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Perelandra (1943)

di C. S. Lewis

Altri autori: Vedi la sezione altri autori.

Serie: Kosminė trilogija (II dalis), Space Trilogy (2)

UtentiRecensioniPopolaritàMedia votiConversazioni / Citazioni
7,86595889 (3.83)1 / 179
The second book of Lewis's sci-fi trilogy, this is a sharp, sophisticated fantasy that deals with an old problem, temptation, in a new world, Perelandra. "Mr Lewis has a genius for making his fantasies livable".-The New York Times. Written during the dark hours immediately before and during the Second World War, C.S. Lewis's Space Trilogy, of which Perelandra is the second volume, stands alongside such works as Albert Camus's The Plague and George Orwell's 1984 as a timely parable that has become timeless, beloved by succeeding generations as much for the sheer wonder of its storytelling as for the significance of the moral concerns. For the trilogy's central figure, C.S. Lewis created perhaps the most memorable character of his career, the brilliant, clear-eyed, and fiercely brave philologist Dr. Elwin Ransom. Appropriately, Lewis modeled Dr. Ransom after his dear friend J.R.R. Tolkien, for in the scope of its imaginative achievement and the totality of its vision of not one but two imaginary worlds, the Space Trilogy is rivaled in this century only by Tolkien's trilogy, The Lord of the Rings. Readers who fall in love with Lewis's fantasy series The Chronicles of Narnia as children, unfailingly cherish his Space Trilogy as adults; it, too, brings to life strange and magical realms in which epic battles are fought between the forces of light and those of darkness. But in the many layers of its allegory, and the sophistication and piercing brilliance of its insights into the human condition, it occupies a place among the English language's most extraordinary works for any age, and for all time. In Perelandra, Dr. Ransom is recruited by the denizens of Malacandra, befriended in Out of the Silent Planet, to rescue the edenic planet Perelandra and its peace-loving populace from a terrible threat: a malevolent being from another world who strives to create a new world order, and who must destroy an old and beautiful civilization to do so.… (altro)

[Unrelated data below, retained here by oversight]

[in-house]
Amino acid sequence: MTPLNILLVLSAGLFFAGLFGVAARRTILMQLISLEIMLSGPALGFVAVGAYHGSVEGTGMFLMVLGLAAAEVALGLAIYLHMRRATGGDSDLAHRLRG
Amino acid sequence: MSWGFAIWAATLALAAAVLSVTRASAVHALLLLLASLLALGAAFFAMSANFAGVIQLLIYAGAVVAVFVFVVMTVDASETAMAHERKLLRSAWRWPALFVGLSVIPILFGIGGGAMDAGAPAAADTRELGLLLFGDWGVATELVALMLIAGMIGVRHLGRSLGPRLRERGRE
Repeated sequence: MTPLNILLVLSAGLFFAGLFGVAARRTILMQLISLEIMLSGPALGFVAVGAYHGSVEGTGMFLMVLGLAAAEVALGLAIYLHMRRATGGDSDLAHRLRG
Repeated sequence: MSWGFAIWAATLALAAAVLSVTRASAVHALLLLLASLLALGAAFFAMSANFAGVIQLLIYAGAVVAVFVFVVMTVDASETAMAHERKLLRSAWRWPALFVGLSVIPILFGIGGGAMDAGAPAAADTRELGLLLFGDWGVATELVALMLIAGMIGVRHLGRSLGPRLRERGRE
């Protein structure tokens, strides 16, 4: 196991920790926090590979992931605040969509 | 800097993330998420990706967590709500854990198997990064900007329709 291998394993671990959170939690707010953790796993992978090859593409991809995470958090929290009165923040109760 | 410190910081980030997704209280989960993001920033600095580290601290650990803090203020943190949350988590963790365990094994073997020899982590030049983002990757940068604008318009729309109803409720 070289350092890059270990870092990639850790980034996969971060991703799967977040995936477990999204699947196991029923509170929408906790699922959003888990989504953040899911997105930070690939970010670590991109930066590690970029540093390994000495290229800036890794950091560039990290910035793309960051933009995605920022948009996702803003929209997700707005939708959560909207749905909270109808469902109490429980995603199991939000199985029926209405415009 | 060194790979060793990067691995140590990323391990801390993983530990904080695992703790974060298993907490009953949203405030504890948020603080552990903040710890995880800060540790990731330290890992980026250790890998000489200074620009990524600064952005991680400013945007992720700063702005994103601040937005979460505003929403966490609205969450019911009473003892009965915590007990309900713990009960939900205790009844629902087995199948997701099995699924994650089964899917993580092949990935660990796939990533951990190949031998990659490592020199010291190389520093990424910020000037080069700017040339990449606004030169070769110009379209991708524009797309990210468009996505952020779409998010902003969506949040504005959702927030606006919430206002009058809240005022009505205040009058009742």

Aggiunto di recente da3Bookworm, lomgren, KCS_Library, tecniferio, NJenkins01, rjohnson4744, DuaneDavenport, KellyS16
Biblioteche di personaggi celebriGillian Rose, Tim Spalding
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» Vedi le 179 citazioni

Every time I read a science fiction of Lewis's I can't help but think of The Wardrobe series and how it could have easily been written in an even more fantastic manner. Instead of an unknown land beyond a wardrobe, the children could have landed on a completely different planet in a completely different universe. But I digress...
Perelandra is a Planet of Pleasure (Venus) where strange desires give way to shameless naked beauty much like the Garden of Eden. Meanwhile, Evil is trying to create a New World Order. Sound familiar? Religion is heavy-handed and ever present in Lewis's work. Perelandra is either orgasmic or hellish; hideous or beautiful. The colors are vibrant and throbbing: gold and green oceans and silver flashes across the sky. That was the element of Perelandra I liked the best. The imagery was fantastic.
Here's a stereotype: Ransom needs to travel naked like so many other time travelers. I guess clothes are hard to transmute through time and space. ( )
  SeriousGrace | Feb 25, 2022 |
The Space Trilogy:

A guy named Ransom gets kidnapped by two scientists and taken to Mars. In the second book he voluntarily goes to Venus, and the third one takes place on Earth with some Arthurian mythos woven in. I really enjoyed the first book and would recommend it, but the second one turns into a really long philosophical debate in the middle and the third one is pretty much long and boring all the way through. My recommendation would be to read the first, skim the second, and skip the third. ( )
  vvbooklady | Jan 1, 2022 |
...thence through thousands of miles of dark and silence and infernal fire, to the very heart of each, Reality lived – the meaningless, the unmade, the omnipotent idiocy to which all spirits were irrelevant and before which all efforts were vain.

There are distinct elements of Lovecraft in this C.S.Lewis tale which is weird. Most of the my favourite parts are of the Lovecraft variety. Apart from that this is a retelling of the Adam and Eve myth but on venus.
I'll just put to one side the moral problems of the myth and the infinity of horrors against women it has, is and will be used to justify.